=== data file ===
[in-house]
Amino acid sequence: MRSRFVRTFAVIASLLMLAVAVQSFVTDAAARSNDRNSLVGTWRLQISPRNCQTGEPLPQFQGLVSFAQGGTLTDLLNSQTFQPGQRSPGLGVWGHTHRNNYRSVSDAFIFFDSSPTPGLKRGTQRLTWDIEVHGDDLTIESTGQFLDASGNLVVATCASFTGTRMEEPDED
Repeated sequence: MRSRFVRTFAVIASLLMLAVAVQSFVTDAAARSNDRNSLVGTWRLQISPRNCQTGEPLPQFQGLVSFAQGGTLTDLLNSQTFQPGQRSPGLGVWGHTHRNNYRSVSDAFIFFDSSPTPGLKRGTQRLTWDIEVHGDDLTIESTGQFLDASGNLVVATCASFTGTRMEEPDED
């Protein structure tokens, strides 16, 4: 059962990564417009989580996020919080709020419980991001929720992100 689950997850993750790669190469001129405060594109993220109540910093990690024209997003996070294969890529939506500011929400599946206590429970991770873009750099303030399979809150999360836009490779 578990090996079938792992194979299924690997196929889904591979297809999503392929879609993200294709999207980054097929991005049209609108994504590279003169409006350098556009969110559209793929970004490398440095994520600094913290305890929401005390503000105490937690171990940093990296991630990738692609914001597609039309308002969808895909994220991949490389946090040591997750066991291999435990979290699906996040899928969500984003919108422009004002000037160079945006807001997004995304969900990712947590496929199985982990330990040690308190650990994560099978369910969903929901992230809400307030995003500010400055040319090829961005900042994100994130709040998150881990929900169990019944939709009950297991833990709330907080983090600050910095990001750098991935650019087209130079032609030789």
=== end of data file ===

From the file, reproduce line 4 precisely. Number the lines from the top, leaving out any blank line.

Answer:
């Protein structure tokens, strides 16, 4: 059962990564417009989580996020919080709020419980991001929720992100 689950997850993750790669190469001129405060594109993220109540910093990690024209997003996070294969890529939506500011929400599946206590429970991770873009750099303030399979809150999360836009490779 578990090996079938792992194979299924690997196929889904591979297809999503392929879609993200294709999207980054097929991005049209609108994504590279003169409006350098556009969110559209793929970004490398440095994520600094913290305890929401005390503000105490937690171990940093990296991630990738692609914001597609039309308002969808895909994220991949490389946090040591997750066991291999435990979290699906996040899928969500984003919108422009004002000037160079945006807001997004995304969900990712947590496929199985982990330990040690308190650990994560099978369910969903929901992230809400307030995003500010400055040319090829961005900042994100994130709040998150881990929900169990019944939709009950297991833990709330907080983090600050910095990001750098991935650019087209130079032609030789």